Wednesday, July 31, 2013

Week 5

Wednesday, July 31, 2013

Buenos Dias mi familia y amigos! Ok, sorry, but this probably will be a pretty short email. We’ve been having lots of computer problems today and so my time is limited, so I'll hop right in.

The highlight of this week was undoubtedly getting to go to el mercado on our P day. As we drove there on our bus, we got a nice tour of the city. I'm definitely not in the United Sates any more. I took a bunch 
of pictures, but alas, these computers don't have a card reader so I'll have to wait until I'm in the field to send them. And yes, I'll be in the field in less than a week, which is absolutely insane. The time went by so fast. Still, I’m eager to leave. The CCM was nice, but the mission field is the reason I’m down here after all. Because I've got 6 days left in the CCM, it's time to start sending DearElder and other letters to my mission home (hopefully my mom can post the address). 

Thanks once again for all the letters! Aunt Chris, sorry, but yet again I wasn't able to get that attachment. I refuse to give up hope though and am hoping once I get in the field the computers will allow it. And Gavin, congratulations on making the team that doesn't have to play on Sunday! That was definitely a blessing from Heavenly Father. Ok, one of the elders in my district just asked me a question about the Heisenberg uncertainty principle as he was typing his email, which just makes me feel that my email is inadequate and not nearly as cool. Ha-ha, sorry about that (yes Seth, I just did that).

Ok, after that lengthy digression I will return to the subject at hand. After our tour of the city we visited one of the major attractions in Guatemala City, an acre sized topical relief map made out of concrete of Guatemala (Mom, maybe you could include a few pictures of it off the internet). I was incredibly impressed. Apparently it was made 150 years ago and is 99% accurate, despite the fact that the surveyors were using very primitive techniques. From looking at the map I was able to see that half of my mission is flat coast and the other half is incredibly high and rugged mountains, including two massive volcanoes, the Volcan de Fuego and the Volcan de Agua. Our MTC president also explained how most scholars believe the Book of Mormon geography fits into the geography of Guatemala and Southern Mexico. Apparently Guatemala City may have been the City of Nephi and my mission includes the Waters of Mormon, the territory of the people of Limhi, and Lamanite lands.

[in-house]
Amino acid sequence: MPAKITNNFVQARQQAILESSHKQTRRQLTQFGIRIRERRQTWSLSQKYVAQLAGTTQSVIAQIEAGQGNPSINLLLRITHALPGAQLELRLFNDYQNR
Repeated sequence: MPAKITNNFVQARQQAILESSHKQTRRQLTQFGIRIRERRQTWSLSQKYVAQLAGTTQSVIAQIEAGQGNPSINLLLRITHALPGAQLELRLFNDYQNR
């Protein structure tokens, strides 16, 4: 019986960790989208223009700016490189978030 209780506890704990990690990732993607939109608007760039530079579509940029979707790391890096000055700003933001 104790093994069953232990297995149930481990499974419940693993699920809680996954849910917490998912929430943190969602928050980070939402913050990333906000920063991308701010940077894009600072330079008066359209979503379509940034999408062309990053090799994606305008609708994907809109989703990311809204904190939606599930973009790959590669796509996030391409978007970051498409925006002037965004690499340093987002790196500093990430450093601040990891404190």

Ah! I've only got another minute or two. After that we went to the market. It was basically a three story parking garage that was crammed full of shops. It never would have passed a fire safety inspection in the US. I loved seeing all the bright colors and interesting patterns. Right before I go back home I'll have to buy a few of the super cool machetes that they have. My favorite part was the first floor, which was devoted to food. There were tons of fresh fruits and vegetables, many of which I didn't recognize.  There were also several people selling marijuana from big bags. We weren't allowed to buy anything there though for reasons we quickly discovered. Apparently, food sanitation is almost unheard of. In the back they had tons of raw meat that was sitting uncovered and un-refrigerated and completely covered with flies. There were huge cow livers (apparently you could just slice some off), raw and fired whole fish, and plenty of plucked chickens. I didn't have much of a desire to eat anything after I saw that. It made me feel very, very grateful for Albertsons. I'm sure I'll see a lot more poverty when I'm in the field.

Anyway, I've loved the CCM and will be sad to leave, but I’m excited to go into the field. I might not have a chance to email next week, so adios!

Thursday, July 25, 2013

Week 4

Monday, July 22

Well, I get to email a couple days early today because our P day is on Tuesday this week and we won´t have much time because of our trip to the mercado. Even if it weren´t for that, I´d still feel obliged to include a comment about how I can´t believe it´s this time of the week again. It was even more ridiculous to realize that tomorrow another batch of missionaries will leave the CCM and on Wednesday another batch will arrive. That means that the elders who arrived on the 26th like I did will be the viejos, the missionaries who have spent the longest time in the CCM. I´ve been here for almost 4 weeks but it feels like 10 days at most.

Anyway, realizing how little amount of time we have in the CCM makes me think how important it is to be prepared before you enter the MTC. Homes really need to be MTCs because to be an effective missionary you need to know a lot more than what they can teach in 6 weeks (or possibly even two). I´m definitely grateful for the parents and leaders I´ve had that have helped me be as ready as I can be. I think about how much I still have to learn and it makes me feel sorry for the elders who didn´t come from such a strong background and aren´t nearly as prepared.